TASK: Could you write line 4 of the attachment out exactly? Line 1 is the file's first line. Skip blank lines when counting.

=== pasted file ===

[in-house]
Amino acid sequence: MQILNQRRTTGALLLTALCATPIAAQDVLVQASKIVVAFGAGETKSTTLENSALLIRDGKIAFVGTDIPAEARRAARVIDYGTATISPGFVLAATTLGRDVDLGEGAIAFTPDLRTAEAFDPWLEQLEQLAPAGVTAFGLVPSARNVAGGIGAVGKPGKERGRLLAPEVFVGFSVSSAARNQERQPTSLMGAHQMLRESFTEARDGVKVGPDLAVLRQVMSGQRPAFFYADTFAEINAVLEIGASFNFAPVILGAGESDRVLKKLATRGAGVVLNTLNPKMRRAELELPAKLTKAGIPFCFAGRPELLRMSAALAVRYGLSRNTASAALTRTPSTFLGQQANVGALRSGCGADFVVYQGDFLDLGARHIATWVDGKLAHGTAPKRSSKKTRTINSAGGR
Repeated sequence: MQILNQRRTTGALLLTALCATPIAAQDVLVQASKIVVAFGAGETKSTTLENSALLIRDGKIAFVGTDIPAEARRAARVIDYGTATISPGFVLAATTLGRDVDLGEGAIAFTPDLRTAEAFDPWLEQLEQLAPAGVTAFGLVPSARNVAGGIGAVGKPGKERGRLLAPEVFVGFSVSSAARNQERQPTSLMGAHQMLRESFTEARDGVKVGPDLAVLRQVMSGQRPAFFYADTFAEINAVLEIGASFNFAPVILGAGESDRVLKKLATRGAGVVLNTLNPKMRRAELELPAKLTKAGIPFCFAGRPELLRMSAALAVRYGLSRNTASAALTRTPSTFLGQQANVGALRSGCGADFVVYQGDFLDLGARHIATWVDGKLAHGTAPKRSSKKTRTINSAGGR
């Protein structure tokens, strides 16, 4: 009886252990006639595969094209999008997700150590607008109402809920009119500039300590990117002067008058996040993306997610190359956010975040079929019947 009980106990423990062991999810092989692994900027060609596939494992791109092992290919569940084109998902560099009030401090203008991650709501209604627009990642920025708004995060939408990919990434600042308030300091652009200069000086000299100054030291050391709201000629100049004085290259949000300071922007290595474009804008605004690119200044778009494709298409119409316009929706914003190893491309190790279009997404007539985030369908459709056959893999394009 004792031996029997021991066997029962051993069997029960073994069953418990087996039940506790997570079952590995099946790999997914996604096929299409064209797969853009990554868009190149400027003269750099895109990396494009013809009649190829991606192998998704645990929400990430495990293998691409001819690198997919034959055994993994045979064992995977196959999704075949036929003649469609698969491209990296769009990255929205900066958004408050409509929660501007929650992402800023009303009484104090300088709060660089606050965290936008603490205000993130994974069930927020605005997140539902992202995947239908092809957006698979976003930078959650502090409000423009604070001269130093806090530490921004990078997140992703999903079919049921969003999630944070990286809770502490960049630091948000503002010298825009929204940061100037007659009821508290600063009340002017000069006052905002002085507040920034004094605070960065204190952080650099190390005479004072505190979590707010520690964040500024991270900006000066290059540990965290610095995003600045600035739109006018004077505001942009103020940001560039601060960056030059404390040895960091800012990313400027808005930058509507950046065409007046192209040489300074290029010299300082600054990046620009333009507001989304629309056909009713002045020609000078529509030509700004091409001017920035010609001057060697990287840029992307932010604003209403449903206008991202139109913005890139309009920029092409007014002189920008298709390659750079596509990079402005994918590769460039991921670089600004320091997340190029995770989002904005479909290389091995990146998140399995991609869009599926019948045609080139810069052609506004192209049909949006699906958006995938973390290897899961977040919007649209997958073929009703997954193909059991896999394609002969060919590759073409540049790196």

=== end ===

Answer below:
């Protein structure tokens, strides 16, 4: 009886252990006639595969094209999008997700150590607008109402809920009119500039300590990117002067008058996040993306997610190359956010975040079929019947 009980106990423990062991999810092989692994900027060609596939494992791109092992290919569940084109998902560099009030401090203008991650709501209604627009990642920025708004995060939408990919990434600042308030300091652009200069000086000299100054030291050391709201000629100049004085290259949000300071922007290595474009804008605004690119200044778009494709298409119409316009929706914003190893491309190790279009997404007539985030369908459709056959893999394009 004792031996029997021991066997029962051993069997029960073994069953418990087996039940506790997570079952590995099946790999997914996604096929299409064209797969853009990554868009190149400027003269750099895109990396494009013809009649190829991606192998998704645990929400990430495990293998691409001819690198997919034959055994993994045979064992995977196959999704075949036929003649469609698969491209990296769009990255929205900066958004408050409509929660501007929650992402800023009303009484104090300088709060660089606050965290936008603490205000993130994974069930927020605005997140539902992202995947239908092809957006698979976003930078959650502090409000423009604070001269130093806090530490921004990078997140992703999903079919049921969003999630944070990286809770502490960049630091948000503002010298825009929204940061100037007659009821508290600063009340002017000069006052905002002085507040920034004094605070960065204190952080650099190390005479004072505190979590707010520690964040500024991270900006000066290059540990965290610095995003600045600035739109006018004077505001942009103020940001560039601060960056030059404390040895960091800012990313400027808005930058509507950046065409007046192209040489300074290029010299300082600054990046620009333009507001989304629309056909009713002045020609000078529509030509700004091409001017920035010609001057060697990287840029992307932010604003209403449903206008991202139109913005890139309009920029092409007014002189920008298709390659750079596509990079402005994918590769460039991921670089600004320091997340190029995770989002904005479909290389091995990146998140399995991609869009599926019948045609080139810069052609506004192209049909949006699906958006995938973390290897899961977040919007649209997958073929009703997954193909059991896999394609002969060919590759073409540049790196």